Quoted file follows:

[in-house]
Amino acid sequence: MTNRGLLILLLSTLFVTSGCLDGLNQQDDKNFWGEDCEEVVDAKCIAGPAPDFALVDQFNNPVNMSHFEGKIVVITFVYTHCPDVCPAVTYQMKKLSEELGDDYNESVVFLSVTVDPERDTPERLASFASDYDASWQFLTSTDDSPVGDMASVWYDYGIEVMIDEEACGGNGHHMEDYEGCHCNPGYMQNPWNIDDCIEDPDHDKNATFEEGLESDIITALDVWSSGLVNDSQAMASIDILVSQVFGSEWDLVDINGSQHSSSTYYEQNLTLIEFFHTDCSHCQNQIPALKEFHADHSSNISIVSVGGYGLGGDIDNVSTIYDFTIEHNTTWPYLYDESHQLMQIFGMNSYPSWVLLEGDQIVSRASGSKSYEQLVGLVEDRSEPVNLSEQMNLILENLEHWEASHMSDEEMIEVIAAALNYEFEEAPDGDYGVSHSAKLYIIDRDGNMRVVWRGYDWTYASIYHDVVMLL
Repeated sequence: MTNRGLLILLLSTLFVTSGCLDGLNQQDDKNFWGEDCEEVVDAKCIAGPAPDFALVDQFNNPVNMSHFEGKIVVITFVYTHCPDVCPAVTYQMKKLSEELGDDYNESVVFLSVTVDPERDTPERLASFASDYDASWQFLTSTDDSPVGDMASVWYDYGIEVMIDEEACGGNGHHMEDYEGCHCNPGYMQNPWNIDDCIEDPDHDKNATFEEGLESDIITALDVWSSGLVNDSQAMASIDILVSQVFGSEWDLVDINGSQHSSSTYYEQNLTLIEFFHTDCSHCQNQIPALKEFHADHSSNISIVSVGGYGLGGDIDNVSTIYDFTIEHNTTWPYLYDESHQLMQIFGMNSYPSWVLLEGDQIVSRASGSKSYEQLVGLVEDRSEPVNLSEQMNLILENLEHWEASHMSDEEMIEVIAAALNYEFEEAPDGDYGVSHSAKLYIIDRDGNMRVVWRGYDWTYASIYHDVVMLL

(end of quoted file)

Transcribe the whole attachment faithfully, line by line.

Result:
[in-house]
Amino acid sequence: MTNRGLLILLLSTLFVTSGCLDGLNQQDDKNFWGEDCEEVVDAKCIAGPAPDFALVDQFNNPVNMSHFEGKIVVITFVYTHCPDVCPAVTYQMKKLSEELGDDYNESVVFLSVTVDPERDTPERLASFASDYDASWQFLTSTDDSPVGDMASVWYDYGIEVMIDEEACGGNGHHMEDYEGCHCNPGYMQNPWNIDDCIEDPDHDKNATFEEGLESDIITALDVWSSGLVNDSQAMASIDILVSQVFGSEWDLVDINGSQHSSSTYYEQNLTLIEFFHTDCSHCQNQIPALKEFHADHSSNISIVSVGGYGLGGDIDNVSTIYDFTIEHNTTWPYLYDESHQLMQIFGMNSYPSWVLLEGDQIVSRASGSKSYEQLVGLVEDRSEPVNLSEQMNLILENLEHWEASHMSDEEMIEVIAAALNYEFEEAPDGDYGVSHSAKLYIIDRDGNMRVVWRGYDWTYASIYHDVVMLL
Repeated sequence: MTNRGLLILLLSTLFVTSGCLDGLNQQDDKNFWGEDCEEVVDAKCIAGPAPDFALVDQFNNPVNMSHFEGKIVVITFVYTHCPDVCPAVTYQMKKLSEELGDDYNESVVFLSVTVDPERDTPERLASFASDYDASWQFLTSTDDSPVGDMASVWYDYGIEVMIDEEACGGNGHHMEDYEGCHCNPGYMQNPWNIDDCIEDPDHDKNATFEEGLESDIITALDVWSSGLVNDSQAMASIDILVSQVFGSEWDLVDINGSQHSSSTYYEQNLTLIEFFHTDCSHCQNQIPALKEFHADHSSNISIVSVGGYGLGGDIDNVSTIYDFTIEHNTTWPYLYDESHQLMQIFGMNSYPSWVLLEGDQIVSRASGSKSYEQLVGLVEDRSEPVNLSEQMNLILENLEHWEASHMSDEEMIEVIAAALNYEFEEAPDGDYGVSHSAKLYIIDRDGNMRVVWRGYDWTYASIYHDVVMLL